Veeck Signs Doby
Doby took the field for the Indians in 1947, just weeks after Jackie did for Brooklyn. When Veeck added Satchel Paige in 1948, J. G. Taylor Spink blistered Veeck in the Sporting News, saying it was demeaning to baseball and a publicity stunt to bring in the “old man.” Paige drew some of the biggest crowds in the history of baseball, and his pitching helped the Indians win the pennant. To top it off, the Tribe won the 1948 World Series.
Spring Training – 1946 to 1964: Spring training presented a special challenge. Most of the teams trained in Florida which was heavily steeped with Jim Crow restrictions. Again, black sportswriters were in the forefront. They were often instrumental in persuading teams to fight for their players in Jim Crow situations. This was a very slow process. A good (bad?) example was recounted in a 1949 column by Sam Lacy titled “Indians Tan Trio Compelled to Walk to Ballpark by Bigoted Texas Taxis.” The Indians were playing an exhibition game in Texas, and cab drivers refused to take Larry Doby, Satchel Paige and Minnie Minoso to the ballpark. So the three walked to the park in their uniforms (blacks could not dress in the locker room at the park).
The Dodgers sidestepped the issue by moving their spring training camp to Havana in 1947 and Santo Domingo in the Dominican Republic for 1948. They then opened Dodgertown in Vero Beach in 1949, providing housing and meals within the camp for all players. Below, on their way to spring training in Santo Domingo in 1948: Sam Lacy, Dodger player Dan Bankhead and Wendell Smith.
In 1948, Wendell Smith moved to the Chicago American to become the first black sportswriter for a major daily. In 1961, he spearheaded a series of articles attacking the continued segregation at spring training. Even though all teams now had black players, only the Dodgers offered fully integrated Florida spring training. One of the articles included a touching photo of Vada Pinson of Cincinnati getting a drink in Tampa at the Reds’ camp. The players association endorsed the Chicago American campaign and, despite objections from some Florida towns, all clubs soon took action to fully integrate spring training.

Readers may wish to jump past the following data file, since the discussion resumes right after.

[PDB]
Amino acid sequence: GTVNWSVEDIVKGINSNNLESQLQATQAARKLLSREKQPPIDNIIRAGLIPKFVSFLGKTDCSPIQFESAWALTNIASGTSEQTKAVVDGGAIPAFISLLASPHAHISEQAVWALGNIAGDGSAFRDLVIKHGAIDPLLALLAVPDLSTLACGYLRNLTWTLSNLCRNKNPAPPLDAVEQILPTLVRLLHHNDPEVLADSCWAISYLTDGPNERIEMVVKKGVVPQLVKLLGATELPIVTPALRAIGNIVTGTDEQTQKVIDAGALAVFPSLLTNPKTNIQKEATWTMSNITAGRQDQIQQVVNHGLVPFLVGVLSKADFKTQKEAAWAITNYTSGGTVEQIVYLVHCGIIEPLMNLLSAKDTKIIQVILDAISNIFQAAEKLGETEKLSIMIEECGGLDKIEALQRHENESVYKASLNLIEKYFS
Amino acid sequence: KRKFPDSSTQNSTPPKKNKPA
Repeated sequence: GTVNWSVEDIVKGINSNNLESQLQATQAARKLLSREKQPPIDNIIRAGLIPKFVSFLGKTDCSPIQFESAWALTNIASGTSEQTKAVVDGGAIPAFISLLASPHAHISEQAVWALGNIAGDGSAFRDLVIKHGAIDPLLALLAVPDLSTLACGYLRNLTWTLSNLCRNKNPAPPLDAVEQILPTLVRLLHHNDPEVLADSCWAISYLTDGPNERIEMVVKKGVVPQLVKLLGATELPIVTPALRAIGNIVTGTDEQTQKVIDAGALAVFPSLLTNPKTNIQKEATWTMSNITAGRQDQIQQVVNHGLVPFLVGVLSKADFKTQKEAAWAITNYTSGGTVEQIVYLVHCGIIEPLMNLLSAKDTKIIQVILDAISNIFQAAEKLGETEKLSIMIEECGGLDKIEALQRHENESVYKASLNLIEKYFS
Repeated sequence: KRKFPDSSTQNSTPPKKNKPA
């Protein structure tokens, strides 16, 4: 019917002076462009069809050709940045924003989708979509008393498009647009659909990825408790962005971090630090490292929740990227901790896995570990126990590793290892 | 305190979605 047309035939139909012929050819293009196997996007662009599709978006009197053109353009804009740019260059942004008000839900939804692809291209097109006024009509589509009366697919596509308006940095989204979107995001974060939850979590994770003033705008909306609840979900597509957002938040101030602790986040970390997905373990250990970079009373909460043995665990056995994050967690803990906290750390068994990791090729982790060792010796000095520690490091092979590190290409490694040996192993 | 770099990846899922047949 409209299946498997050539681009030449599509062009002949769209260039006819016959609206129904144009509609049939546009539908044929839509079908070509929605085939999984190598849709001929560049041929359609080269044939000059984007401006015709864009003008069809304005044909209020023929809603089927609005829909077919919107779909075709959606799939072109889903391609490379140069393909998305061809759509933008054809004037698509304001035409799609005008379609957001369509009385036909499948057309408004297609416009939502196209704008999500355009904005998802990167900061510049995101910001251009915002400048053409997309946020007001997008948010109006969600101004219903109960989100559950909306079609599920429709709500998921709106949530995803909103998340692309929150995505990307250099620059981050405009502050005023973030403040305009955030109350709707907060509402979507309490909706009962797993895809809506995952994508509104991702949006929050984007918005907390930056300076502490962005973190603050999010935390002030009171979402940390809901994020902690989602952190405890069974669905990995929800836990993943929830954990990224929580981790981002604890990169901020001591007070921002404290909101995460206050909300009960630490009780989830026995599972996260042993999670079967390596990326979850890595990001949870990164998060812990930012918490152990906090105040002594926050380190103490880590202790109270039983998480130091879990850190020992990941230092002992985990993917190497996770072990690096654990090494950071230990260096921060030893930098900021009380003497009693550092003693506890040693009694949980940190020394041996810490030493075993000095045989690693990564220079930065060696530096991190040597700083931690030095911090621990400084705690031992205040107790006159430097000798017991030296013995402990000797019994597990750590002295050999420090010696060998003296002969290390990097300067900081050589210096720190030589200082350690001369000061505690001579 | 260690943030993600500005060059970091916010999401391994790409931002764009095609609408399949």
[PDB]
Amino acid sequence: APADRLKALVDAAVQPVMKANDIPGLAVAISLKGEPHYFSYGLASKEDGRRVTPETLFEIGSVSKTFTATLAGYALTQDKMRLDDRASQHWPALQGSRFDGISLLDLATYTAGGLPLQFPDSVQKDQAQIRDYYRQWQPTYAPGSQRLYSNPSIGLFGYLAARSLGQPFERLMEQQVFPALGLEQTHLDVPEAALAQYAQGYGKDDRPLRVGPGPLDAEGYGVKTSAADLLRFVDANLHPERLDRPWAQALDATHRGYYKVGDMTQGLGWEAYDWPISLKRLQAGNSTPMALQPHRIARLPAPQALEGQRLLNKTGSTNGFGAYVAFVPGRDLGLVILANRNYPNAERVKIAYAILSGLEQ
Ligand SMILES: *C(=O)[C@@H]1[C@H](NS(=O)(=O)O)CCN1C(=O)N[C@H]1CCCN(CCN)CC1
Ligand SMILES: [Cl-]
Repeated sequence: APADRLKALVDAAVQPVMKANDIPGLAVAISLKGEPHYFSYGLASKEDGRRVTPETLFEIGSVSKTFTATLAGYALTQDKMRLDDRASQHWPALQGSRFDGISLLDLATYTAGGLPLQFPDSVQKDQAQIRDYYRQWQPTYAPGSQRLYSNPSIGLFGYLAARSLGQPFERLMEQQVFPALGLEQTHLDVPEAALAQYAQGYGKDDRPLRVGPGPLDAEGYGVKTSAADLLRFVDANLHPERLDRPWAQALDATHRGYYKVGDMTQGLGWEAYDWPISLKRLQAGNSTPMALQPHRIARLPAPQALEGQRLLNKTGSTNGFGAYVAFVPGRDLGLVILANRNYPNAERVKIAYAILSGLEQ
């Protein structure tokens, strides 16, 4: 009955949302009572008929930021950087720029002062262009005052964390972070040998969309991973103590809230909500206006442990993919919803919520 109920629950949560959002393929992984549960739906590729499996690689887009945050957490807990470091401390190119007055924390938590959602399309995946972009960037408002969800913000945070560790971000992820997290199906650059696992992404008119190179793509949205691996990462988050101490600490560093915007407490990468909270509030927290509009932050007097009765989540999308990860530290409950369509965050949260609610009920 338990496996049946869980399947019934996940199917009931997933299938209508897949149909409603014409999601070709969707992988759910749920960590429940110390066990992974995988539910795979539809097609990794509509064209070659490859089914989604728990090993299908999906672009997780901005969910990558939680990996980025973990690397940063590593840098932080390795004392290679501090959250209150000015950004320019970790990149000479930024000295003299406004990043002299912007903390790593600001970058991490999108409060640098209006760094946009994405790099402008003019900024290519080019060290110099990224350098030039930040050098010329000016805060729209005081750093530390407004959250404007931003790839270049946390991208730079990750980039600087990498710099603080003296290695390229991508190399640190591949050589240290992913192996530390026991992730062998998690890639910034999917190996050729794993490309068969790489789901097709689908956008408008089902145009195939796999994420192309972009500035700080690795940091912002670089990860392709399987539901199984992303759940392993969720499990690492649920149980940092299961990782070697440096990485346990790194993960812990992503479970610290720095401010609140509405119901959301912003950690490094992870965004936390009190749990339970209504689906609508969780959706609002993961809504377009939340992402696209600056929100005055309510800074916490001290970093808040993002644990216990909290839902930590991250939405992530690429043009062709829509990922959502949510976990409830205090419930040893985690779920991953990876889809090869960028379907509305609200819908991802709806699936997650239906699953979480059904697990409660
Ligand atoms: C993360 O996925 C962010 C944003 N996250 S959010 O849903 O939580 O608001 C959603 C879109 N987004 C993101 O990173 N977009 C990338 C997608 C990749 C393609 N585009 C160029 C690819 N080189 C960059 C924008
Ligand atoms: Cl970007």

The Negro Leagues: Although a natural result of integration was the bittersweet demise of the Negro Leagues, the sportswriters did not abandon the stars from the past. They pushed for the admission of Negro Leaguers to the Hall of Fame. The HOF agreed to the idea, and Sam Lacy and Wendell Smith were on the original 10-man selection committee. The first inductee was Satchel Paige in 1971. After the Paige selection was announced, the Hall of Fame said that Negro Leaguers would be honored in a separate (but equal?) wing rather than the revered plaque room. There was a big public outcry. The Satchel Paige response: “I was just as good as the white boys. I ain’t going in the back door of the Hall of Fame.” The HOF quickly reversed itself, and Satchel joined Babe Ruth and the other greats in the plaque room.
Hall of Fame – Baseball Writers: In 1948, the color line of the Baseball Writers Association of America was removed, and Sam Lacy and Wendell Smith were allowed to join. The BBWAA is the group empowered to elect players to the Hall of Fame. They also have their own wing at the Hall of Fame honoring the annual winners of the J. G. Taylor Spink Award [Yes, named after the man who thought baseball integration would end in race riots and ridiculed the signing of Jackie Robinson and Satchel Paige.] The award is given in recognition of meritorious contributions by a baseball journalist. Wendell Smith was the first black to win the award, in 1993, and Sam Lacy won in 1997. The one-time Communist Lester Rodney will hopefully join them some day.